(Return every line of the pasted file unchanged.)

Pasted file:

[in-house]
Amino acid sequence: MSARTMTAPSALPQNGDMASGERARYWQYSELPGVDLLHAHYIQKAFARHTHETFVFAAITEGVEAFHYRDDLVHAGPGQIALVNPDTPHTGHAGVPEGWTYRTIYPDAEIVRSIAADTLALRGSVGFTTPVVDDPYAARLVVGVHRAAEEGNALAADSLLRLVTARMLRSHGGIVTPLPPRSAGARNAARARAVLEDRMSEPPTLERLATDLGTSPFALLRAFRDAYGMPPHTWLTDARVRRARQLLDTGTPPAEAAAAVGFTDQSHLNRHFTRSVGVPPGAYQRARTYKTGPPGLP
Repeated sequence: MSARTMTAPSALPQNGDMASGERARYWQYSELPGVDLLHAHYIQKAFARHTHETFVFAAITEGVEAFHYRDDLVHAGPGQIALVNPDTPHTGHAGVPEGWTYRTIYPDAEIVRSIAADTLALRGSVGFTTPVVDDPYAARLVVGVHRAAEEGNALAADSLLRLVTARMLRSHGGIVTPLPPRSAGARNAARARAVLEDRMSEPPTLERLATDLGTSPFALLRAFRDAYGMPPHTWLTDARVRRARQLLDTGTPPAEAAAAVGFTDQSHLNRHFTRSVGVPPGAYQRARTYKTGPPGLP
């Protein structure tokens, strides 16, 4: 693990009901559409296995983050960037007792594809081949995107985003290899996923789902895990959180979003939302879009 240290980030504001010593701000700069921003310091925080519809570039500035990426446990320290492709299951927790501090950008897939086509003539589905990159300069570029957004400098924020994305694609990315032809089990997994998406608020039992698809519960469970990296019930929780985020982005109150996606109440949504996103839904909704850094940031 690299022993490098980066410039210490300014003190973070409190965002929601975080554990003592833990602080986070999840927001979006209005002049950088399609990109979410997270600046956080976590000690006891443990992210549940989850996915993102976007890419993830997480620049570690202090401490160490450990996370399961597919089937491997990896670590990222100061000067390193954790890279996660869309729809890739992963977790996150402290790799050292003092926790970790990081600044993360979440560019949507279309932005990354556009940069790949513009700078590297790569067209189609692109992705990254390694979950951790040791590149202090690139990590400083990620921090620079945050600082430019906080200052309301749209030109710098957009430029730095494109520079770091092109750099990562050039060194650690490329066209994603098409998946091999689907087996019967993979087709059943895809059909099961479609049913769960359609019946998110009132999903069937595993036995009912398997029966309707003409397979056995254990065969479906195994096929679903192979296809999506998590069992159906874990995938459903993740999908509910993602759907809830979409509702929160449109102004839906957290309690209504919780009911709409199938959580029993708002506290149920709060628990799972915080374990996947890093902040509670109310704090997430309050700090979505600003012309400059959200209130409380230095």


[in-house]
Amino acid sequence: MSARTMTAPSALPQNGDMASGERARYWQYSELPGVDLLHAHYIQKAFARHTHETFVFAAITEGVEAFHYRDDLVHAGPGQIALVNPDTPHTGHAGVPEGWTYRTIYPDAEIVRSIAADTLALRGSVGFTTPVVDDPYAARLVVGVHRAAEEGNALAADSLLRLVTARMLRSHGGIVTPLPPRSAGARNAARARAVLEDRMSEPPTLERLATDLGTSPFALLRAFRDAYGMPPHTWLTDARVRRARQLLDTGTPPAEAAAAVGFTDQSHLNRHFTRSVGVPPGAYQRARTYKTGPPGLP
Repeated sequence: MSARTMTAPSALPQNGDMASGERARYWQYSELPGVDLLHAHYIQKAFARHTHETFVFAAITEGVEAFHYRDDLVHAGPGQIALVNPDTPHTGHAGVPEGWTYRTIYPDAEIVRSIAADTLALRGSVGFTTPVVDDPYAARLVVGVHRAAEEGNALAADSLLRLVTARMLRSHGGIVTPLPPRSAGARNAARARAVLEDRMSEPPTLERLATDLGTSPFALLRAFRDAYGMPPHTWLTDARVRRARQLLDTGTPPAEAAAAVGFTDQSHLNRHFTRSVGVPPGAYQRARTYKTGPPGLP
């Protein structure tokens, strides 16, 4: 693990009901559409296995983050960037007792594809081949995107985003290899996923789902895990959180979003939302879009 240290980030504001010593701000700069921003310091925080519809570039500035990426446990320290492709299951927790501090950008897939086509003539589905990159300069570029957004400098924020994305694609990315032809089990997994998406608020039992698809519960469970990296019930929780985020982005109150996606109440949504996103839904909704850094940031 690299022993490098980066410039210490300014003190973070409190965002929601975080554990003592833990602080986070999840927001979006209005002049950088399609990109979410997270600046956080976590000690006891443990992210549940989850996915993102976007890419993830997480620049570690202090401490160490450990996370399961597919089937491997990896670590990222100061000067390193954790890279996660869309729809890739992963977790996150402290790799050292003092926790970790990081600044993360979440560019949507279309932005990354556009940069790949513009700078590297790569067209189609692109992705990254390694979950951790040791590149202090690139990590400083990620921090620079945050600082430019906080200052309301749209030109710098957009430029730095494109520079770091092109750099990562050039060194650690490329066209994603098409998946091999689907087996019967993979087709059943895809059909099961479609049913769960359609019946998110009132999903069937595993036995009912398997029966309707003409397979056995254990065969479906195994096929679903192979296809999506998590069992159906874990995938459903993740999908509910993602759907809830979409509702929160449109102004839906957290309690209504919780009911709409199938959580029993708002506290149920709060628990799972915080374990996947890093902040509670109310704090997430309050700090979505600003012309400059959200209130409380230095």